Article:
In contrast, consider the scree plot below which we created from randomly generated data: This plot says that every principal component captures a significant amount of variance. This sort of scree plot discourages the use of PCA; a two-dimensional approximation would likely lose useful patterns in the data.

## 25.3.2. Case Study: Legislator Votes¶

Now we return to the legislator vote data, which contains the US House of Representative votes in September 2019. Our goal is to use PCA to reduce the data to two principal components, then use the scatter plot of the principal components to search for patterns in voting.

df

515 516 517 518 ... 552 553 554 555
member
A000055 1 0 0 0 ... 0 0 1 0
A000367 0 0 0 0 ... 1 1 0 1
A000369 1 1 0 0 ... 0 0 1 0
... ... ... ... ... ... ... ... ... ...
Y000062 1 1 1 1 ... 1 1 1 1
Y000065 0 0 0 0 ... 0 0 1 0
Z000017 1 1 0 0 ... 0 0 1 0

441 rows × 41 columns

First, we perform SVD and examine the scree plot.

cntr_votes = df - df.mean(axis=0)
U, s, Vt = svd(cntr_votes, full_matrices=False)
plt.plot(s**2); This plot suggests that a two-dimensional projection from PCA will capture much of the original data’s variance. Indeed, we see that this projection captures 85% of the original variance:

s**2 / sum(s**2) # 0.8 + 0.05 = 0.85 captured variance from 2 PCs

array([0.8 , 0.05, 0.02, ..., 0.  , 0.  , 0.  ])


We compute the first two principal components, then use them to create a scatter plot.

pcs = U @ np.diag(s)
pc1 = pcs[:, 0]
pc2 = pcs[:, 1]
sns.scatterplot(pc1, pc2)
plt.xlabel('PC1')
plt.ylabel('PC2'); How do we interpret this plot? First, we note that there are 441 points in the scatter plot, one for each legislator in the original dataset. The scatter plot reveals that there are roughly two clusters of legislators. Usefully, these clusters neatly capture party affiliations of the legislators!

legs = pd.read_csv('legislators.csv')

vote2d = pd.DataFrame({
'member': df.index,
'pc1': pcs[:, 0],
'pc2': pcs[:, 1]
}).merge(legs, left_on='member', right_on='leg_id')
sns.scatterplot(data = vote2d,
x="pc1", y="pc2", hue="party",
hue_order=['Democrat', 'Republican', 'Libertarian']); Note that PCA did not use the party affiliations for its approximation, only the votes. Even though no two legislators voted the exact same way, the votes within party members was similar enough to create two distinct clusters using PCA. In real-world scenarios, we might not know ahead of time that there are roughly two categories of people in the data. PCA is useful in these scenarios because it can alert us to patterns in data that we hadn’t considered before. For example, in this scenario we might also conclude that Democrat party members tend to vote more closely within party lines than Republican party members since the Democrat members cluster more tightly together in the scatter plot.

### 25.3.2.1. Examining the First Principal Direction¶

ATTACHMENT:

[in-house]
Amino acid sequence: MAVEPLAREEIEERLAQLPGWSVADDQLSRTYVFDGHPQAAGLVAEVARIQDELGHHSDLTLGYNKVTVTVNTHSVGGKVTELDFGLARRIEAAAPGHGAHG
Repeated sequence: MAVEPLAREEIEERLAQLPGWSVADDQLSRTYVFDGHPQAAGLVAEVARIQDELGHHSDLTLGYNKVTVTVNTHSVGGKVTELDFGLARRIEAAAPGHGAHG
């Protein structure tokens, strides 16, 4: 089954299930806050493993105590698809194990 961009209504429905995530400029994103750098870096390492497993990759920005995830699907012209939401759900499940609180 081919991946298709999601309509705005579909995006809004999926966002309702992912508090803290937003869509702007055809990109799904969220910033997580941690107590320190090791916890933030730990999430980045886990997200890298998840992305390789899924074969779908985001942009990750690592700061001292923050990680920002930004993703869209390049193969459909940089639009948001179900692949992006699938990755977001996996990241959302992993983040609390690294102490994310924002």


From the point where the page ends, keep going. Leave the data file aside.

We can also examine the principal directions themselves. The scatter plot of principal components suggest that the first principal direction captures party affiliation – smaller values in the first principal component correspond to Democratic party members while larger values correspond to Republican members.

We can plot the magnitude of values in the first principal direction:

votes = df.columns
plt.figure(figsize=(12, 4))
plt.bar(votes, Vt[0, :], alpha=0.7)
plt.xticks(votes, rotation=90); For a point to have a large positive value in the first principal component, the legislator needed to vote for bills where the first principal direction contains positive values, and vote against bills where the direction contains negative values.

This implies that we might label bills like 520, 522, and 523 as “Republican” bills and bills like 517 and 518 as “Democratic” bills. To verify this, we can inspect the votes of the legislators with the largest values in the first principal component:

vote2d.sort_values('pc1', ascending=False).head(3)

member pc1 pc2 leg_id ... state chamber party birthday
134 G000552 3.24 -0.70 G000552 ... TX rep Republican 1953-08-18
39 B001302 3.24 -0.70 B001302 ... AZ rep Republican 1958-11-07
334 R000614 3.23 -0.48 R000614 ... TX rep Republican 1972-08-07

3 rows × 11 columns

mem = 'G000552'
plt.figure(figsize=(12, 4))
plt.bar(votes, df.loc[mem], alpha=0.7)
plt.xticks(votes, rotation=90); Indeed, this legislator voted for bills 520, 522, and 523; they also voted against bills 517 and 518.

## 25.3.3. Summary¶

This chapter introduced the idea of dimensionality reduction which enables us to explore and analyze data that have many columns. We specifically introduced principal component analysis, one common and useful method for dimensionality reduction based on the singular value decomposition. We discussed the procedure for performing PCA, scenarios where PCA is appropriate, and how to use PCA to search for patterns in data.